Dieter Helm is an Oxford economist who has made a specialty of energy policy. A strong advocate for reducing emissions, he has been a participant at nearly all the international attempts to fashion responses to climate change. His book is scathing on the lack of progress, but his ire is directed as much at green politicians and advocates as at the Know-Nothings and deniers.

To begin with, Helm believes that climate-change scientists have damaged their case by pretending to more certainty than their models can support. The earth is clearly warming, a trend that correlates well with the increase of atmospheric carbon. But the earth has warmed and cooled dramatically in other eras, not always with visible carbon fluctuations. Since the sun is such a dynamic star, there is no simple way to separate out causes and effects. Helm believes that long-term climate outcomes caused by current trends could range from mildly disruptive to absolutely catastrophic, and that the chance of a truly awful outcome is high enough to warrant concerted action.

In Helm’s view, virtually all emission reduction in the developed countries has been a sham. The Kyoto protocols focused on reducing the production of emissions, in which Europe, and now even the United States, appear to have made real progress. But those same countries have all the while been increasing their consumption of carbon products. Great Britain, for example, has exited most heavy industries like steel, in favor of low-carbon services like finance. But Britons haven’t stopped using steel; they just buy it from China and India, whose plants are far more polluting. So nominal compliance with Kyoto has actually accelerated emission output.

Helm argues that the current concentration on solar and wind power as a long-term replacement for fossil fuels is sheer folly. Electricity is inherently difficult to store, and power leaks away during long-distance transport. Most wind farms are located in remote areas, or even offshore, so transmission costs alone make them an expensive alternative. More crushingly, wind is intermittent—most wind farms achieve only 20–30 percent production time. As long as the contribution of wind power is small, and one ignores the capital costs, it can be treated as a kind of free good, lowering the overall cost of a power system. But the economics change if it is intended to be a major contributor to the grid, for it will require an equivalent conventional backup and replacement system whenever the wind dies. Total system costs will necessarily be much higher. In northern countries, solar has many of the same disadvantages.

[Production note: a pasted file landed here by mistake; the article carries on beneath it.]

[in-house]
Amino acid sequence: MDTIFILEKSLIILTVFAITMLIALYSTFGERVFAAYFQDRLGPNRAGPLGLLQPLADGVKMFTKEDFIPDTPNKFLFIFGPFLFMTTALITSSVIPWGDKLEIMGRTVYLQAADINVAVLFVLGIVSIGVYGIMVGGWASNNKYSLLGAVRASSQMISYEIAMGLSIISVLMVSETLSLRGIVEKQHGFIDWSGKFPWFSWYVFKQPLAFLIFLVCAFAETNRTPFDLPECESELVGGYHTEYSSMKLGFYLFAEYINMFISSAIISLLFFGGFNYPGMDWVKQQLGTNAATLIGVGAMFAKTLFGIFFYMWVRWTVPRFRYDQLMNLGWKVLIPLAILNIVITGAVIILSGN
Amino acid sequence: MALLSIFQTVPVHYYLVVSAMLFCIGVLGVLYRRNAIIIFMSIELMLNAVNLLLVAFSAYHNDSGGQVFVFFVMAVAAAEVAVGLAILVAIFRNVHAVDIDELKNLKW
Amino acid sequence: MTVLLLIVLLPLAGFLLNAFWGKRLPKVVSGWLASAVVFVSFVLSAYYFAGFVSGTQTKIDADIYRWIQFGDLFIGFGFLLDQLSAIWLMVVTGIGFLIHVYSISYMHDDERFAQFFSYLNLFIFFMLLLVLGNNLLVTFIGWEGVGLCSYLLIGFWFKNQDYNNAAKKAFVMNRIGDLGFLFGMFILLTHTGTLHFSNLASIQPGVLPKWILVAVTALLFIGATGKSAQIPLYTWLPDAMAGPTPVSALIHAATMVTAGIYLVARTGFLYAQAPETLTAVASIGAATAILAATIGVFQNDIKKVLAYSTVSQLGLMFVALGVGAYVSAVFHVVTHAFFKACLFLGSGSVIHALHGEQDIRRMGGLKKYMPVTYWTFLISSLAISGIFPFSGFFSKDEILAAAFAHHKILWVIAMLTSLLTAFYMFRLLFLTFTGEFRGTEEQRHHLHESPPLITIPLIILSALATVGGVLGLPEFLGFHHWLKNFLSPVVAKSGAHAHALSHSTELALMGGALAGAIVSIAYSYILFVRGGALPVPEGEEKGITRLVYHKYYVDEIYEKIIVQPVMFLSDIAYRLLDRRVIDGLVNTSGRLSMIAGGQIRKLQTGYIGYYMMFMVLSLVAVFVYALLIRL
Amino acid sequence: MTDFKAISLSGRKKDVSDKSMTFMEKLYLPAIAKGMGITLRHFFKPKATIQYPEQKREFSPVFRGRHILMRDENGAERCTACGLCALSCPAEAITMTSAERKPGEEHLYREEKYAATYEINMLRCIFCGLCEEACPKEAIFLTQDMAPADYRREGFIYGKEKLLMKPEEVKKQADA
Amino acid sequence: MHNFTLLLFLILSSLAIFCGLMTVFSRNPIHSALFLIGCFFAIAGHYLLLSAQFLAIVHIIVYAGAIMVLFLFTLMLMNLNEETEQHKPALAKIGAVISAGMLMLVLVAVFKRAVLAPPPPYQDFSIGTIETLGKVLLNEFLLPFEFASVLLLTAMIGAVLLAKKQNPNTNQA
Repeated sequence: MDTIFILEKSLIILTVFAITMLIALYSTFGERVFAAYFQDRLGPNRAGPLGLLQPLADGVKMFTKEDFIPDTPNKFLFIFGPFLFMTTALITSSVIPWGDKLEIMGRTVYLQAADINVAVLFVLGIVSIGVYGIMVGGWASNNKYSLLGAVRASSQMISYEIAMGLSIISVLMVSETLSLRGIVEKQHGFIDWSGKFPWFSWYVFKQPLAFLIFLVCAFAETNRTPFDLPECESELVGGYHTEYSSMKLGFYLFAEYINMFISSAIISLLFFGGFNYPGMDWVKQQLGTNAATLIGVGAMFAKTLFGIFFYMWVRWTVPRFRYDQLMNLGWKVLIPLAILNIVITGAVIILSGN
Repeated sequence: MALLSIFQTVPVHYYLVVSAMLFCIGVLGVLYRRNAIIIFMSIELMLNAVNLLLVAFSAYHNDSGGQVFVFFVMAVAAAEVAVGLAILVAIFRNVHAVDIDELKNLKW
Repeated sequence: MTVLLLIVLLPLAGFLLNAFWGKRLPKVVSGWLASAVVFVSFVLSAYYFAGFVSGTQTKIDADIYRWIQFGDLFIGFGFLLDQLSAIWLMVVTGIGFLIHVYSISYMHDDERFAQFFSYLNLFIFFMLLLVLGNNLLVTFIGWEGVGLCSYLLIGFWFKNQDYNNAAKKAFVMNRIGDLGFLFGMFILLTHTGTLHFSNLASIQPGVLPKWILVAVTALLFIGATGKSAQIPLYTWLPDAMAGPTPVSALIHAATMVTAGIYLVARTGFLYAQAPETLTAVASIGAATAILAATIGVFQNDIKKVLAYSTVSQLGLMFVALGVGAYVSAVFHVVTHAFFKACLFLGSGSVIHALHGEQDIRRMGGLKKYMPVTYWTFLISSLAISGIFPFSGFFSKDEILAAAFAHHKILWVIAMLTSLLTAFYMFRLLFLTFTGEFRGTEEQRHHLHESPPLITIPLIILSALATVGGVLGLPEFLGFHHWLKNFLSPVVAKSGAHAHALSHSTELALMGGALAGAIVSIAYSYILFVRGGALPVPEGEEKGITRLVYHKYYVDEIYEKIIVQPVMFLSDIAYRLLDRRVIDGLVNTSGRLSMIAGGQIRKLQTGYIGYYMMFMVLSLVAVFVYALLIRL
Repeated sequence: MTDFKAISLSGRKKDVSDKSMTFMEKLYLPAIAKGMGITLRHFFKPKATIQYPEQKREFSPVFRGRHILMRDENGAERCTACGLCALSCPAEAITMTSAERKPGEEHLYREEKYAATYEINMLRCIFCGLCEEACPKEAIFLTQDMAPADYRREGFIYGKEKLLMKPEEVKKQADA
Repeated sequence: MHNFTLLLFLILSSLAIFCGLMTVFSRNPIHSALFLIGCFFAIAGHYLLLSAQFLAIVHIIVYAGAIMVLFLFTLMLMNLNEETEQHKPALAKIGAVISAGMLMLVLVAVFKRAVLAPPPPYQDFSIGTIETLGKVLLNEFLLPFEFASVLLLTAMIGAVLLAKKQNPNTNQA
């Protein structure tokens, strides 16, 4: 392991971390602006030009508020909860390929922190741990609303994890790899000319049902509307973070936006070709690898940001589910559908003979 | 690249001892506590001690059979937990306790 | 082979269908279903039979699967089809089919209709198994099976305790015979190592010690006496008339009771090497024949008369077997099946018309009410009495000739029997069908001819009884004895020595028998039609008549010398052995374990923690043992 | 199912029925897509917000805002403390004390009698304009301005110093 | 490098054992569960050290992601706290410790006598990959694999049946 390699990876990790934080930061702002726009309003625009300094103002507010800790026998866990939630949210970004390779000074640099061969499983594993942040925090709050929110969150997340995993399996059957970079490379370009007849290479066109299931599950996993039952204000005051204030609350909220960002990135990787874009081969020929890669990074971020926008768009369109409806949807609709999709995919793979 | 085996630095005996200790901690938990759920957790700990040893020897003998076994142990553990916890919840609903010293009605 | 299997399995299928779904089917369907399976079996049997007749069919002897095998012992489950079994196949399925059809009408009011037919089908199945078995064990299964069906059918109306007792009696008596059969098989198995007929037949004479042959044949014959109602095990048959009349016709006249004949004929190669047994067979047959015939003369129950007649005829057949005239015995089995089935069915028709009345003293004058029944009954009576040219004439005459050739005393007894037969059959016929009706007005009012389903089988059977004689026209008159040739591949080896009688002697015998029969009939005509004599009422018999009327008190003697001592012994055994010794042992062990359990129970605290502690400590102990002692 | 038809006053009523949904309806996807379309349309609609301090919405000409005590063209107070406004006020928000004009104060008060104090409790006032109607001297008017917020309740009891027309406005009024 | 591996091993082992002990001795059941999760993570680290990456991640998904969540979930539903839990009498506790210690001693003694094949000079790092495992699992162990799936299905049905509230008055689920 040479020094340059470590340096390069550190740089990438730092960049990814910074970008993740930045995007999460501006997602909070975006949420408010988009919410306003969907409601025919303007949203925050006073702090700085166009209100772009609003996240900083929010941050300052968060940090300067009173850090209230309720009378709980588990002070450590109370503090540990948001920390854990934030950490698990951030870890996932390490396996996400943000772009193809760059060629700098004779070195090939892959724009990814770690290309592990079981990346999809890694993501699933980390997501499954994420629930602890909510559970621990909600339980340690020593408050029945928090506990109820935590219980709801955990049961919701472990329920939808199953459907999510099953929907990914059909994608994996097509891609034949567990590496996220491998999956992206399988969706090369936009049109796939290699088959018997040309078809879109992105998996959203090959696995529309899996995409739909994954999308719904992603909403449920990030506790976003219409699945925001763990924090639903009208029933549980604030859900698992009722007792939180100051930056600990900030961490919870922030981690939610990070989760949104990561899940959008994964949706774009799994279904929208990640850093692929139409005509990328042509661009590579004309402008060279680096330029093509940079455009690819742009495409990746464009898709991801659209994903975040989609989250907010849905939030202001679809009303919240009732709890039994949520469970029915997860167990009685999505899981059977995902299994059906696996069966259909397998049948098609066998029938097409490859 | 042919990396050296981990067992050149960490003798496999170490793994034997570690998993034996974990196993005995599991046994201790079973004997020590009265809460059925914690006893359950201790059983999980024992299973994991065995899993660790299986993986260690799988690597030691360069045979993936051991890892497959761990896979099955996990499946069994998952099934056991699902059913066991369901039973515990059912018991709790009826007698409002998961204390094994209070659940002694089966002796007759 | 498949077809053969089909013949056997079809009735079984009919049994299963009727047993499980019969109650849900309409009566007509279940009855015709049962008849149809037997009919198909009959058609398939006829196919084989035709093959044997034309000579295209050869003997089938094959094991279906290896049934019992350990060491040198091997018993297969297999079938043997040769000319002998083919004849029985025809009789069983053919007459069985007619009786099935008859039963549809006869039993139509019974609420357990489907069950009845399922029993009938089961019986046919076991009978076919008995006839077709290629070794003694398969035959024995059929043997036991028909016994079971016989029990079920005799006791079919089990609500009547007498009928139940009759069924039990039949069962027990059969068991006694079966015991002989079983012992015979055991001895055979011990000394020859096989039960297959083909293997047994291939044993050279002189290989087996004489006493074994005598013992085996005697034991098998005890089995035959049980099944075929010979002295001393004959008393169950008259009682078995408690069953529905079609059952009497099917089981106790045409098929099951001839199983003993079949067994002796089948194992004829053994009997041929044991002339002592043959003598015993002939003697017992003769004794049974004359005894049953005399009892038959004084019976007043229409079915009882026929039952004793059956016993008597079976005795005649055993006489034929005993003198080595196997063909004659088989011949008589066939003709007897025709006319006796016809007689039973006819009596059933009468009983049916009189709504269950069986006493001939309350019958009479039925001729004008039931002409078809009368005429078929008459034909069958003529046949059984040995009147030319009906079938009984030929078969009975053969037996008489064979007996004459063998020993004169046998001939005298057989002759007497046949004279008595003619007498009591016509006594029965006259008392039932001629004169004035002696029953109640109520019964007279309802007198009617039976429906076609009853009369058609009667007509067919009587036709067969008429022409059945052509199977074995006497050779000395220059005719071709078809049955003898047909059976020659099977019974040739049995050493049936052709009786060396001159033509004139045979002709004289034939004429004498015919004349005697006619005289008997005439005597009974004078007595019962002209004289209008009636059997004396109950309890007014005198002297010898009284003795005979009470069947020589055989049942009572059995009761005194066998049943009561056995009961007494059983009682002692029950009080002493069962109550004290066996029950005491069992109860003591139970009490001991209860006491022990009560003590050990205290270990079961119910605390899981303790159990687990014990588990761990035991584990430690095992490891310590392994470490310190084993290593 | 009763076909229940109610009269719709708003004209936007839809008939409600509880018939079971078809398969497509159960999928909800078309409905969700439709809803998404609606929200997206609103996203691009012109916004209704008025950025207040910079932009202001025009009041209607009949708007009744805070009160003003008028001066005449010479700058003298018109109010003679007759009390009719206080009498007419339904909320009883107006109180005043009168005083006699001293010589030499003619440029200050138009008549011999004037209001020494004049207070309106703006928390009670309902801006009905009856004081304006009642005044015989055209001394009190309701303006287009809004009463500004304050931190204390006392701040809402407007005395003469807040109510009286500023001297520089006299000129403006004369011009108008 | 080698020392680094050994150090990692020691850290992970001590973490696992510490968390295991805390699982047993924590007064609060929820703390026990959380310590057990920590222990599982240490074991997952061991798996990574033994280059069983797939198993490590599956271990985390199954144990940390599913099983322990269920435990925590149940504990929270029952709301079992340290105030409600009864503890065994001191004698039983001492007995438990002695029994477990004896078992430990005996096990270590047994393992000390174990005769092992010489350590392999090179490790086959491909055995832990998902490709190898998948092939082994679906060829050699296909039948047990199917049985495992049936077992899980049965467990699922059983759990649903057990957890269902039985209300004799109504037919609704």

The Carbon Crunch is also skeptical of advocacy studies showing the great sums that could be saved from modest investments in efficiencies—reaping as much as 100 percent return on investment in some studies. If the savings are so great, Helm asks, why haven’t entrepreneurs seized the opportunity to retrofit houses or offices for free in return for a chunk of the savings? And he thinks the European cap-and-trade system has been a fiasco that has benefited only the bankers who, as always, have been making a bundle on emission trading and derivatives.

Helm welcomes the advent of large new natural gas supplies as a transitional strategy, since natural gas is much cleaner than either coal or oil, but he doesn’t see it as a long-term solution. His policy proposals are intelligent, but would be fearsomely difficult to legislate. His core proposal is a stiff carbon tax applied both to national carbon production and carbon-based imports. Since an effective tax would regularly need to be adjusted to market conditions, it would need to be managed by an appointed board, not by politicians. Helm would also scuttle most current wind and solar initiatives, and instead invest in a massive research effort to come up with new approaches. Initiatives might include very smart grids, far more efficient storage and transmission systems, and microbiological approaches to carbon absorption. Wasting money on ineffective current technologies while starving research on promising future technologies is, he thinks, simply dumb.

The Carbon Crunch is a scorched-earth book (no pun intended), aimed at provoking controversy. That objective, at least, Helm seems sure to achieve.

Published in the 2013-01-11 issue: View Contents

Charles R. Morris’s most recent book is The Rabble of Dead Money, a history of the Great Depression (PublicAffairs).

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